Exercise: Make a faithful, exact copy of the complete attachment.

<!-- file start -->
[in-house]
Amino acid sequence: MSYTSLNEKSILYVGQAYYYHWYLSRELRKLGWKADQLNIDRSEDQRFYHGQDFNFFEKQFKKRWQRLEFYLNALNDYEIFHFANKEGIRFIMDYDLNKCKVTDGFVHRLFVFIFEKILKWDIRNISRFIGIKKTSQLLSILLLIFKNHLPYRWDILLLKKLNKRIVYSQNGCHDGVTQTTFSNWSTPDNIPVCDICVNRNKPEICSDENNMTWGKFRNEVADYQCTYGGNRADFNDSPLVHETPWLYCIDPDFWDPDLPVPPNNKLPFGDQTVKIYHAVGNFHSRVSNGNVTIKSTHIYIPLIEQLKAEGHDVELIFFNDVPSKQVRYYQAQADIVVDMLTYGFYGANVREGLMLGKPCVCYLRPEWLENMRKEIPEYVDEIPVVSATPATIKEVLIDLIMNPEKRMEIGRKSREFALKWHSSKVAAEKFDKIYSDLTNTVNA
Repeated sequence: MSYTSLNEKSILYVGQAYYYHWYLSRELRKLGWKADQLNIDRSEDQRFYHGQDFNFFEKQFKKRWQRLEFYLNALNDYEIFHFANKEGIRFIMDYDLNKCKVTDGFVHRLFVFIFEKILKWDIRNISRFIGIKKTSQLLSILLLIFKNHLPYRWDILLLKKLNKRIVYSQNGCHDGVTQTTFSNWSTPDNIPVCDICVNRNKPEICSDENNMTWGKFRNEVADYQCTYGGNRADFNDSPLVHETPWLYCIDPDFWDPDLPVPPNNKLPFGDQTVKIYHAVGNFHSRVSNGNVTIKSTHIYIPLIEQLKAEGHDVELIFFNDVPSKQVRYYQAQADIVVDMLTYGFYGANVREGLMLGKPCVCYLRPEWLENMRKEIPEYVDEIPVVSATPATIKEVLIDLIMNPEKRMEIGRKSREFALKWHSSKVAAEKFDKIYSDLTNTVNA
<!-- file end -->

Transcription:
[in-house]
Amino acid sequence: MSYTSLNEKSILYVGQAYYYHWYLSRELRKLGWKADQLNIDRSEDQRFYHGQDFNFFEKQFKKRWQRLEFYLNALNDYEIFHFANKEGIRFIMDYDLNKCKVTDGFVHRLFVFIFEKILKWDIRNISRFIGIKKTSQLLSILLLIFKNHLPYRWDILLLKKLNKRIVYSQNGCHDGVTQTTFSNWSTPDNIPVCDICVNRNKPEICSDENNMTWGKFRNEVADYQCTYGGNRADFNDSPLVHETPWLYCIDPDFWDPDLPVPPNNKLPFGDQTVKIYHAVGNFHSRVSNGNVTIKSTHIYIPLIEQLKAEGHDVELIFFNDVPSKQVRYYQAQADIVVDMLTYGFYGANVREGLMLGKPCVCYLRPEWLENMRKEIPEYVDEIPVVSATPATIKEVLIDLIMNPEKRMEIGRKSREFALKWHSSKVAAEKFDKIYSDLTNTVNA
Repeated sequence: MSYTSLNEKSILYVGQAYYYHWYLSRELRKLGWKADQLNIDRSEDQRFYHGQDFNFFEKQFKKRWQRLEFYLNALNDYEIFHFANKEGIRFIMDYDLNKCKVTDGFVHRLFVFIFEKILKWDIRNISRFIGIKKTSQLLSILLLIFKNHLPYRWDILLLKKLNKRIVYSQNGCHDGVTQTTFSNWSTPDNIPVCDICVNRNKPEICSDENNMTWGKFRNEVADYQCTYGGNRADFNDSPLVHETPWLYCIDPDFWDPDLPVPPNNKLPFGDQTVKIYHAVGNFHSRVSNGNVTIKSTHIYIPLIEQLKAEGHDVELIFFNDVPSKQVRYYQAQADIVVDMLTYGFYGANVREGLMLGKPCVCYLRPEWLENMRKEIPEYVDEIPVVSATPATIKEVLIDLIMNPEKRMEIGRKSREFALKWHSSKVAAEKFDKIYSDLTNTVNA